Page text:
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When Life of a Patent is the Death of a Person

Posted in Patents at 5:30 pm by Dr. Roy Schestowitz


Summary: News about controversial patents on genes, life-saving drugs, and TRIPS in ACTA

THIS post presents some news where patents are a matter of life and death.

US Government Argues in Court that Isolated Genes are Unpatentable (patents on genes were also covered in [1, 2])

In March, 2010, District Court Judge Robert Sweet held Myriad’s gene patent claims invalid for failing to satisfy the subject matter eligibility requirements of 35 U.S.C. 101. The ruling was directed toward claims that cover particular isolated DNA molecules (genes) and processes of detecting and screening for those genes, but was written broadly enough to essentially invalidate all patents covering genes that were isolated from an organism.


Thus, the patent laws embrace gene replacement therapies, engineered biologic drugs, methods of modifying the properties of plants or generating biofuels, and similar advanced applications of biotechnology. Crossing the threshold of section 101, however, requires something more than identifying and isolating what has always existed in nature, no matter how difficult or useful that discovery may be.

Big Pharma Stranglehold: Thwarting India As Independent Maker Of Blockbuster HIV Drugs? (“neocolonialism kills AIDS,” remarks Dr. Glyn Moody)

Until recently, the pharmaceutical giants were little interested in the developing world, while looking almost exclusively to the profitable United States and European markets. But now, their momentum is substantially slowing down there mainly due to stiff costs to renew product pipelines, generic competition, recent economic downturn and cost-conscious government and commercial payers. Additionally, over the next five years, drug companies will lose patent protection of products worth US$140 billion in yearly sales [1]. As a result, the brand industry is increasingly looking to the emerging markets of fast-growing middle-income countries (including India, China, Venezuela, Brazil, South Africa, South Korea, Indonesia, Colombia, Egypt, Vietnam and Turkey) where a number of well-off elites, who can afford out-of-pocket spending (about 300 million people in India, at least 800 million in China), now live. Expanding middle classes in such countries are not only spending more on healthcare, but their rising wealth is contributing to increased rates of chronic diseases once limited to the western markets. Without counting that, sales of prescription drugs are forecast to wane in the United States as an effect of new health-care legislation that could lower the price of medicines. This is adding pressure on drug makers’ US businesses.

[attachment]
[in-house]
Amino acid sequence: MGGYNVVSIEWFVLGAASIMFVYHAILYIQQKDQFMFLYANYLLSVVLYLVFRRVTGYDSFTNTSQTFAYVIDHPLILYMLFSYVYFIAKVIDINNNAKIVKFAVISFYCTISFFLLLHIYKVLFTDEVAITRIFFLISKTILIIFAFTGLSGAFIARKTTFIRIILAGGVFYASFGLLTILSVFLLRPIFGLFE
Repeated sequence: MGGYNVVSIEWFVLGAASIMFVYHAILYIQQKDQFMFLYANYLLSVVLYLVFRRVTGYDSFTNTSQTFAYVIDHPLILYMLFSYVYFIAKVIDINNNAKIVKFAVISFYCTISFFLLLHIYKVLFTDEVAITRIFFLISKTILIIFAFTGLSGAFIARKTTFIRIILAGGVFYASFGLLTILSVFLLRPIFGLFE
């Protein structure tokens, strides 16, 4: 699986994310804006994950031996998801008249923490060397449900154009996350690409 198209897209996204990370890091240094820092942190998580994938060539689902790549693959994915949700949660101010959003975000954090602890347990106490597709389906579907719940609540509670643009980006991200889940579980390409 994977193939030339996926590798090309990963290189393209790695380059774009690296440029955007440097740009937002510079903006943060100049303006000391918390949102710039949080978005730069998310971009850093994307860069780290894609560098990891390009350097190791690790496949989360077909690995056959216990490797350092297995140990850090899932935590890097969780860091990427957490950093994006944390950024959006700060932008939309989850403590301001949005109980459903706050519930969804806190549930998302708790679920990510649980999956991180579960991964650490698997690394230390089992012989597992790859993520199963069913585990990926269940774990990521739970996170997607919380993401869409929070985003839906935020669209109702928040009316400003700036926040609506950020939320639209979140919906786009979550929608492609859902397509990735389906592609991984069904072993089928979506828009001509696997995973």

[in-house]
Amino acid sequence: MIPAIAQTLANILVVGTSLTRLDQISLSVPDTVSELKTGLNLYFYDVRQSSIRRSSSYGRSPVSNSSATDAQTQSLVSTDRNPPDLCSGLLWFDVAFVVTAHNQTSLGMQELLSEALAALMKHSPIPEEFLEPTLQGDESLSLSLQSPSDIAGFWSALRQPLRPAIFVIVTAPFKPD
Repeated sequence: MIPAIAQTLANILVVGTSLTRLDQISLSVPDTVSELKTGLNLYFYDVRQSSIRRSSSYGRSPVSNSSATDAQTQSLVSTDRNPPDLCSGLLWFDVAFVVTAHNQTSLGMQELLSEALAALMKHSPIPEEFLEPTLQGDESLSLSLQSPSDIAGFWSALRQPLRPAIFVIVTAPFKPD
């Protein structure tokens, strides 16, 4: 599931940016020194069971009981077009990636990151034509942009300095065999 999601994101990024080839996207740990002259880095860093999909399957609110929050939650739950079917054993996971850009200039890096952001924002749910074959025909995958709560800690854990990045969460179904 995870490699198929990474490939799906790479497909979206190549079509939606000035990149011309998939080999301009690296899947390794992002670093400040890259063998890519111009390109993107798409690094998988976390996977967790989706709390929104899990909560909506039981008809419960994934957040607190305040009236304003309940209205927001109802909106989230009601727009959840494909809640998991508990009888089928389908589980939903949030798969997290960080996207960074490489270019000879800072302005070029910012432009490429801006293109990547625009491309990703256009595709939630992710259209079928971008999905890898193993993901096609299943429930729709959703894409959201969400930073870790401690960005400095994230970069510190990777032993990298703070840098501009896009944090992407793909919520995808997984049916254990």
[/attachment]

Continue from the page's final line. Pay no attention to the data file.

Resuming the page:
Cheap brand and branded generics to rural India

Now that big pharma industry is pushing forward its breakthrough in India, the acquisitions of local firms, as just mentioned, have resulted in a multi-pronged, deeply profitable strategy wherein the impact of lower prices applied to end products is offset by taking advantage of the lower manufacturing, distribution and marketing costs in the country.

Until recently, the brand companies doing drug business in emerging economies have focused mostly on the wealthy and middle class. Now, they are turning also to the “bottom of the pyramid” and are conducting an exercise in how to cut prices down to seduce poorer customers and rural villagers in India while still turning a profit. To this aim, nearly all companies have boosted their sales forces (as an example, Abbott now employs approximately 10,000 people across all of its country businesses) [8]. Reportedly, these pitchmen are fanning out in rural India, where they train doctors and patients also hoping to capitalise on a $19.5 billion Indian public healthcare programme for 742 million villagers [10].